Odors from your farm can be a touchy issue between you, your neighbors and even whole communities. A new computer modeling program under development at Iowa State University may be able to predict and identify odor problems, helping everyone breathe easier.

The program uses factors like historic weather data, location of neighbors relative to the site, terrain, ventilation, manure management systems and number of pigs to come up with an odor threshold.

It uses a 7:1 odor threshold as the maximum acceptable – that’s in line with several states’ requirements. This means it takes seven parts of fresh air to every one part of the sample before the odor is barely detectable.

The program considers the threshold and determines how many days per month an odor is detectable at a given location. For example, the program may find that four days of the month odor can be detected – and at what threshold – at the property line between you and your neighbor.

Further, the program can review different inputs and management styles to analyze potential solutions.

One of the inputs used is the number of odor units coming from a specific location. This requires taking a scentometer reading and using a formula to calculate the dilution of the odor as it drifts. Knowing this you can determine the odor source by getting a measurement from that source, or you can work backward by knowing the odor generated from other sources.

This lets you isolate odors that might be coming from your farm vs. those originating from other sources. If you’re considering building or expanding, this program could help you identify and ward off any potential odor problems before they start.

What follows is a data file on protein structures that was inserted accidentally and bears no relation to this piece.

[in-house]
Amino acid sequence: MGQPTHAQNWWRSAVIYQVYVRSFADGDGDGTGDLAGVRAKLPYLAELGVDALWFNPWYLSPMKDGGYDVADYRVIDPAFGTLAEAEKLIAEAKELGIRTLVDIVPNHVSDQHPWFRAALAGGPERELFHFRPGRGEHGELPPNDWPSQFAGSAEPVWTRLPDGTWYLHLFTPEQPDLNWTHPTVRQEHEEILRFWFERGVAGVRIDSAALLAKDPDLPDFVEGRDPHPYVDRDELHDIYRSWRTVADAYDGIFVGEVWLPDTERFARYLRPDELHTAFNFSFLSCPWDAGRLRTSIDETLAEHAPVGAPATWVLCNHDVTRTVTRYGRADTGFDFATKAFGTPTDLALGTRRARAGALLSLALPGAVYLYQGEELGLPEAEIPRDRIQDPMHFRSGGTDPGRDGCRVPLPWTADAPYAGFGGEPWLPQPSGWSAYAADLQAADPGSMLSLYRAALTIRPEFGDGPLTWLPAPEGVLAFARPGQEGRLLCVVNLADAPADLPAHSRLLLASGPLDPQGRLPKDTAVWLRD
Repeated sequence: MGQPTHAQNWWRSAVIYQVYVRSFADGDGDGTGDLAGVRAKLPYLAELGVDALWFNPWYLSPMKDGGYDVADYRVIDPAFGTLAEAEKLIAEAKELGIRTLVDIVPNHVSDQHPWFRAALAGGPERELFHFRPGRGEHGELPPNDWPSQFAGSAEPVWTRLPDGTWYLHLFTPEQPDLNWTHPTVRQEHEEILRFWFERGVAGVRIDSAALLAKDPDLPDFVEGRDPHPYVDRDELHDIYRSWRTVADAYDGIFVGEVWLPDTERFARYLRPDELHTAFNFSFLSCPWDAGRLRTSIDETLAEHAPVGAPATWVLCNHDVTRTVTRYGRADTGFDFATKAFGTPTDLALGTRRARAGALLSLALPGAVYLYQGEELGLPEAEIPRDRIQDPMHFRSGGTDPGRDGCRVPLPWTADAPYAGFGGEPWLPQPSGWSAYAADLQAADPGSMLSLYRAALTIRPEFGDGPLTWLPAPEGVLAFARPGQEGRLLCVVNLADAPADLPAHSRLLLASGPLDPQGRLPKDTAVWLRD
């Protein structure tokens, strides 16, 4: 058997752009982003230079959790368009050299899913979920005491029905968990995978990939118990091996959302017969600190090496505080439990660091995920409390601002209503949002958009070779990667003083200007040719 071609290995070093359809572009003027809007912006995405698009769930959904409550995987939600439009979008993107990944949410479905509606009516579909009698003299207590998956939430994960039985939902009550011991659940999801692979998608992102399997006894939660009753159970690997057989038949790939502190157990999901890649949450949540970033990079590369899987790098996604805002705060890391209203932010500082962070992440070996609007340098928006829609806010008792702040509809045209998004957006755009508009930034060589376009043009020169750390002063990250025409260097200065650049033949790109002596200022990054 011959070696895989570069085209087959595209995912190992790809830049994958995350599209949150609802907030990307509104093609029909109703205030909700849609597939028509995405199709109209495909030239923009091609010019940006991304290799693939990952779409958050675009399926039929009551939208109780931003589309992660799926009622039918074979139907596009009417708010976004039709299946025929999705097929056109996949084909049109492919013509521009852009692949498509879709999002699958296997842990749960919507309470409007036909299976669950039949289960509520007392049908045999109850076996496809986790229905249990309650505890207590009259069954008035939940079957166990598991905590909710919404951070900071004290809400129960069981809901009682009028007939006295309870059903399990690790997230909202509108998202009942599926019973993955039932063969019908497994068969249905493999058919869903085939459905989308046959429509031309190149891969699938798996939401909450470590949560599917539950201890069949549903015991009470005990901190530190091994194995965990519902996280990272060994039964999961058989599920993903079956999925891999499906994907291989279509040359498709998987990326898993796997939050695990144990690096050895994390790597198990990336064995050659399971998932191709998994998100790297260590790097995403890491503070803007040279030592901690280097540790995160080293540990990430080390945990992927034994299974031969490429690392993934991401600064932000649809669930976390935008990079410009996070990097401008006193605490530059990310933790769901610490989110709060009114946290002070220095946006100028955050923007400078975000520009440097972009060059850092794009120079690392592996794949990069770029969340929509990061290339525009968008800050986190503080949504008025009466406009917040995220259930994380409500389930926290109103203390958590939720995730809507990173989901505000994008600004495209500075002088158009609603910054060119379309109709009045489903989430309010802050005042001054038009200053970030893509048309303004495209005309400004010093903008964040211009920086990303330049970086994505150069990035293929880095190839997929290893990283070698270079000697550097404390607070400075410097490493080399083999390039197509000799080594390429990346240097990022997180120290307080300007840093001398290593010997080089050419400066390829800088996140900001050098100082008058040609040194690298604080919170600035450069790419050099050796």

“The program’s biggest advantage is that it more truly represents the experience of neighboring residents as opposed to using some specific gas as a base,” says Dwaine Bundy, Iowa State University agricultural and biosystems engineer. He points out that there has been no conclusive correlation between any gases and hog odor intensity.

Using the modeling program lets you change the variables to fit your situation. That’s important because seasons, animal populations and community standards on odor vary. It also shows the effects of changing manure management techniques and how those changes affect odor production.

For example, if you have a manure slurry system and you put a biocover on it, the program will show the amount of odor reduction you can expect, says Bundy.

While this program certainly will help pork producers, it could benefit many other groups as well. Bundy says it has potential to help zoning commissions and regulatory agencies look at odor in a more informed way.

Because the modeling program service will be run out of Iowa State, you will need to contact scientists there. Iowa State will provide assistance by having a technician visit your farm to take measurements for input data as well as scout the community for other potential odor sources.

The program is planned for release this month. To set up an on-farm visit, contact the Iowa State agricultural engineering department at (515) 294-9973. Prices are still being finalized and will depend on travel distance, but Bundy guesses in most cases costs will run “a couple hundred dollars.”

There’s enough to worry about with management, marketing and financial requirements of pork production. Why spend time worrying about odors and negative public relations? This modeling program may be a way to put an end to odor hassles.